"Wampum was first introduced to the Haudenosaunee by Hayo'wetha (Hiawatha), who used the beads to console himself from the loss of his family. This was the first Condolence Ceremony, which is still practiced today among the Haudenosaunee.

The word wampum means "white shell beads" in the languages of the Narragansett of Rhode Island and Wampanoag of Massachusetts. Wampum are purple and white beans made from quahog (KWA-hog) clam and whelk shells. Native nations that lived along the Atlantic coast collected the shells from their shorelines and produced beads from them. Long before Europeans came to America, the Haudenosaunee traded with their Algonquian speaking neighbors, who lived along the Atlantic coast, to obtain the highly valued shell beads. In exchange for wampum beads, the Haudenosaunee provided furs, corn, beans and squash. The mostly white quahog shells contain a small amount of purple. The rareness of the purple beads makes them much more valuable than white beads. The process of making the beads is very difficult and time consuming."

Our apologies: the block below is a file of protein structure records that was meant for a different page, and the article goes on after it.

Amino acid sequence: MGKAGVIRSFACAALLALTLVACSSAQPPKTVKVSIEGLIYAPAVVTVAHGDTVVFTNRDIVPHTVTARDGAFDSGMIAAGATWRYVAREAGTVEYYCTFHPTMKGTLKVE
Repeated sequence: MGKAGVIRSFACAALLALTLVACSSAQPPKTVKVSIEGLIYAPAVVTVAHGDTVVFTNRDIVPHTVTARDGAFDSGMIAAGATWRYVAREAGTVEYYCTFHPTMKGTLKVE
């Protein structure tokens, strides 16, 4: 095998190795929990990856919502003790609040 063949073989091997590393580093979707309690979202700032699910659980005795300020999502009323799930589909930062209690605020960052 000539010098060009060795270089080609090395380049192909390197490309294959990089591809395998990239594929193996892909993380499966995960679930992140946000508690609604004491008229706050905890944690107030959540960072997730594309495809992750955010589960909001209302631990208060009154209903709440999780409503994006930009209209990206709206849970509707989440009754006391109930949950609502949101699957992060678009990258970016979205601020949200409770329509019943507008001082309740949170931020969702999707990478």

Source: Haudenosaunee Guide for Educators, National Museum of the American Indian, 2015